Africa Aviation: Time for genuine open skies

 Africa Passenger numbers are steadily increasing but would take off much more rapidly if an open skies agreement was actually implemented and fierce competition was allowed to drive prices down and occupancy rates up. This does not necessarily require the privatisation of existing airlines, as state-owned companies can be operated on commercial lines. Henok Teferra Shawl, the vice president for strategy and alliances at Ethiopian Airlines, says of his government: "They know that this is a company and that it has to be operated on commercial considerations. This is a very tough business, the airline business, as you know. There's very little margin for error. The competition is global, and it's fierce. It's uneven because, as you may well know, there are those who are endowed with much more capital and access to cheaper fuel."

The company insists that all managerial appointments are based on merit, rather than as a form of political patronage, while officials receive no free tickets. It has also revealed that far from being a cash cow for the government, the $110m profit that the company made in 2012-13 has been fully reinvested in its own operations. Another state-owned company, South African Airways (SAA), is eager to acquire new aircraft for its long-haul routes, even though government funding has not been guaranteed.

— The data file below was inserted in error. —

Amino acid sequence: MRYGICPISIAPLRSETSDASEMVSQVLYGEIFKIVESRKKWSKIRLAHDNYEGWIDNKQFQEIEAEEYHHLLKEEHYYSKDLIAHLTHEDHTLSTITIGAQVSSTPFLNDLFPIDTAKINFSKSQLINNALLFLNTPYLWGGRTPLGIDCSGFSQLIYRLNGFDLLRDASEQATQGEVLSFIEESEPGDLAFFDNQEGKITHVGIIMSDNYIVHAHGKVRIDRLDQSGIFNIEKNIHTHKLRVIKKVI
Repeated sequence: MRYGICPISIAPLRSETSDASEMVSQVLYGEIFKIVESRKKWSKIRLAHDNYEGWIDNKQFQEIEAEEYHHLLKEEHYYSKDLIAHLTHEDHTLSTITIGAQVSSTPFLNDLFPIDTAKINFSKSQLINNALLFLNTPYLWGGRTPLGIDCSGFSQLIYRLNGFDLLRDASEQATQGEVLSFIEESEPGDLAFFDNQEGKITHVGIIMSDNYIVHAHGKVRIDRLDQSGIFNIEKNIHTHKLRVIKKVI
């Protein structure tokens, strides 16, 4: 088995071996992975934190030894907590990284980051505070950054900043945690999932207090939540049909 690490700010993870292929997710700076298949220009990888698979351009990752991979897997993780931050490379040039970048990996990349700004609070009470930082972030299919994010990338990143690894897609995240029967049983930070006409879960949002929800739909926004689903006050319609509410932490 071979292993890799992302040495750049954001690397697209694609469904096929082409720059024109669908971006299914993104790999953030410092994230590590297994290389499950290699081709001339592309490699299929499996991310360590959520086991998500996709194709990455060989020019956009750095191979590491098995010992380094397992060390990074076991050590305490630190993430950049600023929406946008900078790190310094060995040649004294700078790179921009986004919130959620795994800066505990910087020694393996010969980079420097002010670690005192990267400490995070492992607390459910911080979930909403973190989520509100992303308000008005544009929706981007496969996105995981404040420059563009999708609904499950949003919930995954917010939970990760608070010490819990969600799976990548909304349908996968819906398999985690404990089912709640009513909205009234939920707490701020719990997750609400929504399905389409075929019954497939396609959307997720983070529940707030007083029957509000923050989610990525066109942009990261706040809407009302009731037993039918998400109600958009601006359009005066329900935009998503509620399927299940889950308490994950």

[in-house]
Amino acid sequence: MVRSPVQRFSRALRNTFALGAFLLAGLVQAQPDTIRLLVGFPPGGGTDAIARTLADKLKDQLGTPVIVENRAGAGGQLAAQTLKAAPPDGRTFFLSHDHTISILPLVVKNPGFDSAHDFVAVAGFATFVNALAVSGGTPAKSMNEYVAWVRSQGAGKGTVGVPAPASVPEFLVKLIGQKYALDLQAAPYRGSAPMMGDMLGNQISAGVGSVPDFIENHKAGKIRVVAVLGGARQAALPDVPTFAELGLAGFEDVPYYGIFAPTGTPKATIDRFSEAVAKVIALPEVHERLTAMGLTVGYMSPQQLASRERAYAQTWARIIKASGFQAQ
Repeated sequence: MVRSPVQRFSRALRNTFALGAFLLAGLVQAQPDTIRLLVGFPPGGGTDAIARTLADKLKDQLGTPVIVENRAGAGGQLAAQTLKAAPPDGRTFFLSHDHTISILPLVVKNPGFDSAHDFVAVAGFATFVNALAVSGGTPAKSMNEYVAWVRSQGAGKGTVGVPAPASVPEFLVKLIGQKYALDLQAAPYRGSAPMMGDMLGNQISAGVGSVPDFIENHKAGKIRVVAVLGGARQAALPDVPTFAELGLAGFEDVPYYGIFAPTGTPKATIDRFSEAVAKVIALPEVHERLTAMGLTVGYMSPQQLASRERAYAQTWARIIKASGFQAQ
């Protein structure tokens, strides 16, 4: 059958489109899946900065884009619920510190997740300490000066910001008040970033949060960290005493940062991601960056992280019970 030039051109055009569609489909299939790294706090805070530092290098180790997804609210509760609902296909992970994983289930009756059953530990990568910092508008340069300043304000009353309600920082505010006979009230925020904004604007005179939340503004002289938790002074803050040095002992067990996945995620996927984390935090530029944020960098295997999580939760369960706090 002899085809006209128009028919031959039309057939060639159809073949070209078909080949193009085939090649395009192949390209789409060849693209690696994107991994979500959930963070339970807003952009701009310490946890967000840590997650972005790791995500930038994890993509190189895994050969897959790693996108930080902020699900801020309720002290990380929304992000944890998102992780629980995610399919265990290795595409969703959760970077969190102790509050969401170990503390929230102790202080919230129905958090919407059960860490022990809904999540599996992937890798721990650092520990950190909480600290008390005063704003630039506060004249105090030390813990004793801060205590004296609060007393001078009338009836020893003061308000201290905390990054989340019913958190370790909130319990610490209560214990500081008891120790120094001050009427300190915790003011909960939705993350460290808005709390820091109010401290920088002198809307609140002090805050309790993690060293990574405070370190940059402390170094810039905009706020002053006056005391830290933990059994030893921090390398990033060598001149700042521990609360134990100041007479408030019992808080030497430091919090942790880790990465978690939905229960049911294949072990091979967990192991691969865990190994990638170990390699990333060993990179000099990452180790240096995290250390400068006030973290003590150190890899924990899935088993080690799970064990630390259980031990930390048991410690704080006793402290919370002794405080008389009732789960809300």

A company spokesperson said: "We are fully conscious of the impact the delay in acquiring the new equipment could have on our operating costs, taking into account that SAA has yet to conclude its request for proposals (RFP) on wide-body fleet procurement. In terms of our targets, the sooner we find equipment replacement, the more chances we create of reducing our operating costs." The Ministry of Public Enterprises rejected the state-owned company's original RFP in January but the airline needs to replace its older aircraft with newer models in order to reduce fuel consumption and other costs.

Most of the savings would be eaten up by the cost of leasing or buying new aircraft, although the company estimates that it would still cut its total costs by 11%. The aircraft are likely to be leased. It has been reported within South Africa that the proposal was originally rejected because of the lack of local content.

RwandAir launched a new service between Kigali and Douala International Airport in March, building on its existing operations on the continent. Douala becomes the airline's 16th destination. In the longer term, Rwanda's national flag carrier aims to expand into Europe, the Middle East and Asia.

- See more at: ABM

RELATED STORIES:

Mobiles made in Africa
Africa Aviation: Time for genuine open skies
Africa's iron ore revolution edges nearer
Outsized successes